Editor’s note: This review was originally published at the 2021 Cannes Film Festival. A24 releases the film in theaters on Friday, December 10.
Former porn star Mikey Saber (Simon Rex) might be “blessed” — at least according to the sore underage girl he’s grooming during a post-coital chat in the flatbed of her pickup truck — but the reality of the situation is that the guy is nothing less than a living curse. He’s a big-dicked, self-obsessed, hyper-opportunistic hex of a man whose puppy dog con artist schtick is so transparent that even naive teenagers can see right through it, which is exactly why people lower their guard and let him in. Into their houses; into their panties; into their dreams for the future that Mikey incepts into their heads for his own benefit. And he doesn’t stop trying to weasel his way deeper into any of those things for a single minute of Sean Baker’s utterly singular and weirdly lovable “Red Rocket,” a roman candle of a movie that wonders if America’s pathological narcissism will ever burn itself out.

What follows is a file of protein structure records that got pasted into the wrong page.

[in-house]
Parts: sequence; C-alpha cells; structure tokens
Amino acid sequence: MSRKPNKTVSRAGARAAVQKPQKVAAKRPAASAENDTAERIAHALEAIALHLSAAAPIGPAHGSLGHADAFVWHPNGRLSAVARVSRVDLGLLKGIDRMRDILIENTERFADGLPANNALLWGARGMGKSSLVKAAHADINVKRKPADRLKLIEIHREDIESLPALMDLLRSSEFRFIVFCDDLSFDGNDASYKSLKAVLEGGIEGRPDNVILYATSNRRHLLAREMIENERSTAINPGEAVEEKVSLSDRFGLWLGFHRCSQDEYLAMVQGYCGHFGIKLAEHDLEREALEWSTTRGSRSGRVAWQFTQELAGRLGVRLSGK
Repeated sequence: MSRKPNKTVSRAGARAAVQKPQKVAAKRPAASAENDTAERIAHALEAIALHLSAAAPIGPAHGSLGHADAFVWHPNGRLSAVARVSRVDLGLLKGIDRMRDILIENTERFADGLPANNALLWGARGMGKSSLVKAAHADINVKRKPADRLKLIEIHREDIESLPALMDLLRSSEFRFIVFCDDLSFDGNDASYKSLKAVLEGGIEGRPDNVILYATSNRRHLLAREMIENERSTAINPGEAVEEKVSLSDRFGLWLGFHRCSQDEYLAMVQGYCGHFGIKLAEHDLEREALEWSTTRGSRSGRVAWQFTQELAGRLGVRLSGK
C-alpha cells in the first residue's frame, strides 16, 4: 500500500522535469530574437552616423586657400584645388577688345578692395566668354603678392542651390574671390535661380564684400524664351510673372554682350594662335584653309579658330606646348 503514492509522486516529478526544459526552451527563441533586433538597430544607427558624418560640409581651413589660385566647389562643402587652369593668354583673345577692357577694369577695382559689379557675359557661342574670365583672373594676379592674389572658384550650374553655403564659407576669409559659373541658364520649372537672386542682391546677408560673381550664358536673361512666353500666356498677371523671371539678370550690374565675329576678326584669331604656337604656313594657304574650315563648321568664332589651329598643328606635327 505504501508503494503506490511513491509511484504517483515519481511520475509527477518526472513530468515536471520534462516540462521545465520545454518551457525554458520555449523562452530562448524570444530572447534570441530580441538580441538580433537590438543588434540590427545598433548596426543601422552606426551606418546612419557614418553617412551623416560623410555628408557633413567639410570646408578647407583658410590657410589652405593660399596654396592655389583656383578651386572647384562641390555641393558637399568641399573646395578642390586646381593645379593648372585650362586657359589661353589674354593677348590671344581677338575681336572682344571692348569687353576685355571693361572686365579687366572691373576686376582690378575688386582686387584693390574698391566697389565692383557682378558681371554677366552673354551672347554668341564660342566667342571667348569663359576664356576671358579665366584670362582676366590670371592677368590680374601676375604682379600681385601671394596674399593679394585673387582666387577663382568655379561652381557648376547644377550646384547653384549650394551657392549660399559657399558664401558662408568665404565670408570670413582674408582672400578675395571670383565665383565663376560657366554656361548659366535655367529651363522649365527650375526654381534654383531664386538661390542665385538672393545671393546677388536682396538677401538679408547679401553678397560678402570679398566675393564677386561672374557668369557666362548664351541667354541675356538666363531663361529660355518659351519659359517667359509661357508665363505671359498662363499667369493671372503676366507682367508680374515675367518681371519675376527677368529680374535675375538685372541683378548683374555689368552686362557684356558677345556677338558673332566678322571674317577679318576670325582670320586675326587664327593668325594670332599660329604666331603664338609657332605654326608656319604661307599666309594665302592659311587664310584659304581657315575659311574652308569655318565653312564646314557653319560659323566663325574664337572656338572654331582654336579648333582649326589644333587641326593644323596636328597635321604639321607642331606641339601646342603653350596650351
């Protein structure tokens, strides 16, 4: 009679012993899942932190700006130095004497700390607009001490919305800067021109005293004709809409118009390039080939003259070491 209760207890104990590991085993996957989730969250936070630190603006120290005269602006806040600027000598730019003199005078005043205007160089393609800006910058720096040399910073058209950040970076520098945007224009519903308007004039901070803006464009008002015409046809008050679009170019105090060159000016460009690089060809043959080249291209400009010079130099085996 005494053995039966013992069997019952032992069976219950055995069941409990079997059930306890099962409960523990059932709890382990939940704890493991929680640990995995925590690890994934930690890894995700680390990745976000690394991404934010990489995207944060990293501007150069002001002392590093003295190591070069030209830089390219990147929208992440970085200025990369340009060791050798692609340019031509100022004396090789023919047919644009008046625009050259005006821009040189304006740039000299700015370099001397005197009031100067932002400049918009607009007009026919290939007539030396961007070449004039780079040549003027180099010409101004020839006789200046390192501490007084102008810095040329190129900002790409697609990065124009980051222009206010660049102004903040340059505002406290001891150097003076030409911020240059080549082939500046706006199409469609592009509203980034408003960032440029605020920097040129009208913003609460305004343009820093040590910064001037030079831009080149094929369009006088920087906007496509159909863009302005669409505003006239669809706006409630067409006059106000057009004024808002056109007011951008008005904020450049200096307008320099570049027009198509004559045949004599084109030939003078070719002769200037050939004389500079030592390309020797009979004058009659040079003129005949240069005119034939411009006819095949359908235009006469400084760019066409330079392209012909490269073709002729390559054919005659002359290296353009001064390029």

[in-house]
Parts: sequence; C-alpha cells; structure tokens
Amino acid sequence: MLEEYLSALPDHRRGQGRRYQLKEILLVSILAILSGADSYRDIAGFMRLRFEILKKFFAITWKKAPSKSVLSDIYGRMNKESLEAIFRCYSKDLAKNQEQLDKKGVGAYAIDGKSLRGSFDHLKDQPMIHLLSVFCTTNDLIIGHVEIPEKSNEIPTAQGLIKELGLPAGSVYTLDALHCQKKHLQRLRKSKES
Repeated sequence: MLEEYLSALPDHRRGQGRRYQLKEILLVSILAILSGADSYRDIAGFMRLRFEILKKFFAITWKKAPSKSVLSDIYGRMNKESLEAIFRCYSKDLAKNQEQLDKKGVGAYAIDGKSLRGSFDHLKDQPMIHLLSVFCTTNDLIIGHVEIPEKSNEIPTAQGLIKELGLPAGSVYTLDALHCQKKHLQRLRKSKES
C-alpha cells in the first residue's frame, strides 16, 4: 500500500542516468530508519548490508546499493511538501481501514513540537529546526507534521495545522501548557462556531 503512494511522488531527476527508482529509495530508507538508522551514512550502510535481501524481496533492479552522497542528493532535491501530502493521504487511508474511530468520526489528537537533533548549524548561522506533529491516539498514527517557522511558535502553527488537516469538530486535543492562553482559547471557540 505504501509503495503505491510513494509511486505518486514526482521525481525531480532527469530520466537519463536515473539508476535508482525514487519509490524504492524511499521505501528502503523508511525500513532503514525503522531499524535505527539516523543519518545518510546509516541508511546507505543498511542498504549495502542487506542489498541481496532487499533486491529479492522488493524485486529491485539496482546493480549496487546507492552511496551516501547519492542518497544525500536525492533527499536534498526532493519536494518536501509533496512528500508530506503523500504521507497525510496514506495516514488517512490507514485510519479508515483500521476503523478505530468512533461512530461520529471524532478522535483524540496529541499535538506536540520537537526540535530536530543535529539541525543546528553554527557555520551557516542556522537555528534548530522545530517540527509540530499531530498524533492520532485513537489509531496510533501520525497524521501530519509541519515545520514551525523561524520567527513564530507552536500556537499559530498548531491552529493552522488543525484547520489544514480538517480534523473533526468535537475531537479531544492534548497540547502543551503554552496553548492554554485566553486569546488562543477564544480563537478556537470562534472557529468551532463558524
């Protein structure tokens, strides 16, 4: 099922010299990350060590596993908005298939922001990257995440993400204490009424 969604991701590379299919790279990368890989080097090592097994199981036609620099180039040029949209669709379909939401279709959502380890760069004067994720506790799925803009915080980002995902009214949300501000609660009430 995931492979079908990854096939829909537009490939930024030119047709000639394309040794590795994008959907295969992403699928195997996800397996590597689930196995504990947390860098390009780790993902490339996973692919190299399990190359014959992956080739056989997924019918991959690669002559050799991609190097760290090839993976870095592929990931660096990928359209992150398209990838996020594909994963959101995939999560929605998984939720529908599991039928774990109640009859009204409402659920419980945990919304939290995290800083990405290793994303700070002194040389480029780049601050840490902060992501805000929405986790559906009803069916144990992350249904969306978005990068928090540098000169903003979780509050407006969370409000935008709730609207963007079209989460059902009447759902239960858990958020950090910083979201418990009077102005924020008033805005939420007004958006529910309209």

It begins with the blaring shriek of NSYNC’s ear-piercing masterpiece “Bye Bye Bye” as a black-eyed Mikey suffers through the long bus ride of shame from California to Texas; from the “who am I here to fuck?” hedonism of the San Fernando Valley to the “why the fuck am I here?” industrial wasteland of Refinery Row. But Mikey isn’t leaving anyone behind so much as he’s coming back home with his tail between his legs (the words “red rocket” are never mentioned in the film, but it doesn’t seem coincidental that the phrase is slang for a dog’s erection).
Baker isn’t beating a similar retreat. While “Red Rocket” continues the “Tangerine” and “The Florida Project” filmmaker’s hot streak of unpatronizing, street-level stories about sex work in the survival economy, the movie immediately establishes a new visual approach to that familiar terrain. Here, Baker ditches the corporate utopia of Disney World in favor of a more rustic vision of the American Dream, exchanging the ultra-real harshness of his recent films in favor of a 16mm fuzz that combines the velvet touch of early Spielberg with the invasive eroticism of Italian exploitation (Baker cites “The Italian Connection” and “Spasmo” as specific touchstones). “Red Rocket” may be set in the months leading up to the 2016 election — a clever move that allows Baker and co-writer Chris Bergoch to borrow Trump symbology without having to deal with COVID — but the film rejects the unavoidable nowness of the director’s recent hits. It’s a story about people who are stuck in a purgatory that’s older than time itself. Some people can survive in an environment like that. Mikey is not one of those people.